Life after JobKeeper: Managing staff in the event of lockdown

By Alex Millman and Lindsay Carroll, NRA Legal

The end of the Federal Government’s JobKeeper program on 28 March 2021 saw with it the end of several legislative provisions which provided employers with crucial flexibilities to respond to an ever-shifting business environment.

As the Greater Brisbane area enters another lockdown, the pinch from this sudden loss is becoming more and more apparent. In this article we will explore what mechanisms continue to exist under the Fair Work Act 2009 (Cth) (FW Act) for businesses to manage their pathway forward.


Limitations on employer flexibility

At the outset, it ought to be appreciated that many of the provisions which allow for flexibility under either the FW Act or the modern award system are aimed at increasing the ability of employees to seek and obtain flexible working arrangements.

The same cannot be said of employers; indeed, there are limited circumstances in which employers can unilaterally impose alternative working arrangements on their employees.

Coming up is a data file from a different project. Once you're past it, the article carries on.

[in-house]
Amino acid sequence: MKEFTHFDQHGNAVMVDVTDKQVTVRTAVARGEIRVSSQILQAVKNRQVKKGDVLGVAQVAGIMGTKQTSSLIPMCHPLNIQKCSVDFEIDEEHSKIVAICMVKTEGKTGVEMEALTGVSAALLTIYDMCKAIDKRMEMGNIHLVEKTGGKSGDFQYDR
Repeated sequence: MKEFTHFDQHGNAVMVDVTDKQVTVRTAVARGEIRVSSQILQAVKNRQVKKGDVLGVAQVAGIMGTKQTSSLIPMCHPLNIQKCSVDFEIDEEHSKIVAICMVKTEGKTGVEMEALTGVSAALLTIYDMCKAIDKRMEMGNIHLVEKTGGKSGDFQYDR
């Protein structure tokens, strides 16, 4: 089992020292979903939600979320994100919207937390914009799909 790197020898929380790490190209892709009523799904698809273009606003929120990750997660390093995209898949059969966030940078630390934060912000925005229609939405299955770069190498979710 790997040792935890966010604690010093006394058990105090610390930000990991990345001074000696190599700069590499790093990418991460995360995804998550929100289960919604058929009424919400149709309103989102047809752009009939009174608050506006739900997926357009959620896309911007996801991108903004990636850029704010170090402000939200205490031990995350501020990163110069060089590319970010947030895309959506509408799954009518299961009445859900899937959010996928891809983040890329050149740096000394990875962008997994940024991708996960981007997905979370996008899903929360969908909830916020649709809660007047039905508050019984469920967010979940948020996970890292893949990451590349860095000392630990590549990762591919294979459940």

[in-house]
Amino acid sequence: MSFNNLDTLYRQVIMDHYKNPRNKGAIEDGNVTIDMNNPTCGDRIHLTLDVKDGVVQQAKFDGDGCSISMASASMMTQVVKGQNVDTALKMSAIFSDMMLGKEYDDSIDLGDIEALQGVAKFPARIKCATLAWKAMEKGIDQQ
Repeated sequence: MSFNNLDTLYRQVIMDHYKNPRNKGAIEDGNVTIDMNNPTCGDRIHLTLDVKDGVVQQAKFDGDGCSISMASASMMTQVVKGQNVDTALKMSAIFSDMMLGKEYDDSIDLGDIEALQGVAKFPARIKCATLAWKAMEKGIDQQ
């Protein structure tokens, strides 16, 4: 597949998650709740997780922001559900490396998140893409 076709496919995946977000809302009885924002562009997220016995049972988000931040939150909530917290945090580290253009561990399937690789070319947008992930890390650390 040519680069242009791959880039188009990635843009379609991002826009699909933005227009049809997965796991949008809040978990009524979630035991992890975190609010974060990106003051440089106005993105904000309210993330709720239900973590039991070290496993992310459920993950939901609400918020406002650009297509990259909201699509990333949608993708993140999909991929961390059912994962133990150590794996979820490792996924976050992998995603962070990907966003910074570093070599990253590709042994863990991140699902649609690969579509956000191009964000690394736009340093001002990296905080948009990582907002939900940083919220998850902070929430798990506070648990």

It should also be noted that in most cases, an employer cannot take away a flexibility once it has been granted to an employee. This can make responding to sudden changes in the commercial situation challenging.


Access to leave as a mitigation measure

Employers often forget that not only is leave a means of employees securing payment while away from the workplace, it is also a means of ensuring an employee’s absence from the workplace for a period.

Where a slackness of trade means that there is a slackness in the employee’s usual work, the employee may be willing to agree to take a period of leave instead. While this does not necessarily ease the burden on the business’s bottom line, it does ensure that the employer’s contractual obligation to their employee is met, and can have longer-term benefits to the business.

It should be noted that businesses can only compel employees to take leave in limited circumstances, with these circumstances specified in the relevant industrial instrument. These often include requirements that employees be given extended periods of notice – sometimes up to eight weeks’ notice – of the requirement to take leave.